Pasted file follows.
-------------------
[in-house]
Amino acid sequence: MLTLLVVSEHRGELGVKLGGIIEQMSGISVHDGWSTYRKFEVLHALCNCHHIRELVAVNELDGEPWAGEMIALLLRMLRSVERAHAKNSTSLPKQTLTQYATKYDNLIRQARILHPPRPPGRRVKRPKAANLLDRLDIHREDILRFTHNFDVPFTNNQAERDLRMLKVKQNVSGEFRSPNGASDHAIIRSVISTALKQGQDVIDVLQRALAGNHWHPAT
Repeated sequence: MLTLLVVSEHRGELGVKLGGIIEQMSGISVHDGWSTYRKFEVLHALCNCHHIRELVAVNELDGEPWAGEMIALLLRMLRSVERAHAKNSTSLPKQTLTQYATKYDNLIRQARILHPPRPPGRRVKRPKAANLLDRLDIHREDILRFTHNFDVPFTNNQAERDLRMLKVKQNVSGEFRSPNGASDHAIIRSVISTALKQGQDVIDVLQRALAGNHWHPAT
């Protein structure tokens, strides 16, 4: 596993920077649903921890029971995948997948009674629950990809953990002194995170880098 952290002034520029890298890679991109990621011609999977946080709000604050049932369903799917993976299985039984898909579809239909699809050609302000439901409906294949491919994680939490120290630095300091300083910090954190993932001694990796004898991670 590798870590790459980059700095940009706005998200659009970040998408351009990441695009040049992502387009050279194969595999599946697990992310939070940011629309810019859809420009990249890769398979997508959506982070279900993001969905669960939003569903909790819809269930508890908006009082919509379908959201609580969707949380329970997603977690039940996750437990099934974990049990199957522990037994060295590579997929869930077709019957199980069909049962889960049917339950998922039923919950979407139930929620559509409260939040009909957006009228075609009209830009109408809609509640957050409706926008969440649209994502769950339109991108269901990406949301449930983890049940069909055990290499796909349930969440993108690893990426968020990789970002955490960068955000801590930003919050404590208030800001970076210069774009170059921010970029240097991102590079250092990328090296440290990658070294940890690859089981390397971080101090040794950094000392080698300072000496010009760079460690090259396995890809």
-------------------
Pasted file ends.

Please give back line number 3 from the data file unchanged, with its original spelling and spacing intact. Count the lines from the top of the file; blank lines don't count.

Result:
Repeated sequence: MLTLLVVSEHRGELGVKLGGIIEQMSGISVHDGWSTYRKFEVLHALCNCHHIRELVAVNELDGEPWAGEMIALLLRMLRSVERAHAKNSTSLPKQTLTQYATKYDNLIRQARILHPPRPPGRRVKRPKAANLLDRLDIHREDILRFTHNFDVPFTNNQAERDLRMLKVKQNVSGEFRSPNGASDHAIIRSVISTALKQGQDVIDVLQRALAGNHWHPAT